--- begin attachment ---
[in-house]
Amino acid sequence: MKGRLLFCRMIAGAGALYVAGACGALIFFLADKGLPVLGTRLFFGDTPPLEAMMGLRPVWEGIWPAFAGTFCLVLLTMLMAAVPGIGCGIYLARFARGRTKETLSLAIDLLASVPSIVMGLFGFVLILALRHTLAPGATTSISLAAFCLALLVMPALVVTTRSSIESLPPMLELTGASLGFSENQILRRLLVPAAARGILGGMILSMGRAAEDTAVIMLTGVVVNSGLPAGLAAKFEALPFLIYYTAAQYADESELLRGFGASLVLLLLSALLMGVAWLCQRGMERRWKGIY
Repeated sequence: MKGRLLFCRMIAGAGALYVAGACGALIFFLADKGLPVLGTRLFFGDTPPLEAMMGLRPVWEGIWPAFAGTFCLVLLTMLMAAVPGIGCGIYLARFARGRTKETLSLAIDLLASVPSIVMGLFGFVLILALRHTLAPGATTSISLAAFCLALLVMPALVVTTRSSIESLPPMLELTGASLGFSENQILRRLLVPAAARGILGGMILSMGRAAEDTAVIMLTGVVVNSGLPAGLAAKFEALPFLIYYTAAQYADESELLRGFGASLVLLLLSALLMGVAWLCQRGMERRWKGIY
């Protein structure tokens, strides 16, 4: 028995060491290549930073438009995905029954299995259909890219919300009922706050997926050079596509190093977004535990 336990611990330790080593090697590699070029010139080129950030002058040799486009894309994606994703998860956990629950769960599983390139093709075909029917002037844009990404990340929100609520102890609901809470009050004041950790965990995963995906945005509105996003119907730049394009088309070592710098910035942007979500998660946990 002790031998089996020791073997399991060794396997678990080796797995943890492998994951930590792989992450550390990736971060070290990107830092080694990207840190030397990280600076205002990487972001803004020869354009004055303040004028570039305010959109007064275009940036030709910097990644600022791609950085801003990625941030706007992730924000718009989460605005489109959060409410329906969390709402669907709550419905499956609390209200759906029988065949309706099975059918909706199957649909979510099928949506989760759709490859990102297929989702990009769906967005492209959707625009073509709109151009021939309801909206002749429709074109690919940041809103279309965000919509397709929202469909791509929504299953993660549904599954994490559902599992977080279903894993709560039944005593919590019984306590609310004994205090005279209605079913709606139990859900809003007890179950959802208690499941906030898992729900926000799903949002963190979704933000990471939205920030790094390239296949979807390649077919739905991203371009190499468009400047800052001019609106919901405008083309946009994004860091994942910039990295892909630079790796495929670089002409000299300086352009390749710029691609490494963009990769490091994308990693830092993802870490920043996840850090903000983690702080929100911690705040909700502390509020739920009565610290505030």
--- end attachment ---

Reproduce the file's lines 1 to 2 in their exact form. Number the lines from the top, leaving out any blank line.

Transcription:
[in-house]
Amino acid sequence: MKGRLLFCRMIAGAGALYVAGACGALIFFLADKGLPVLGTRLFFGDTPPLEAMMGLRPVWEGIWPAFAGTFCLVLLTMLMAAVPGIGCGIYLARFARGRTKETLSLAIDLLASVPSIVMGLFGFVLILALRHTLAPGATTSISLAAFCLALLVMPALVVTTRSSIESLPPMLELTGASLGFSENQILRRLLVPAAARGILGGMILSMGRAAEDTAVIMLTGVVVNSGLPAGLAAKFEALPFLIYYTAAQYADESELLRGFGASLVLLLLSALLMGVAWLCQRGMERRWKGIY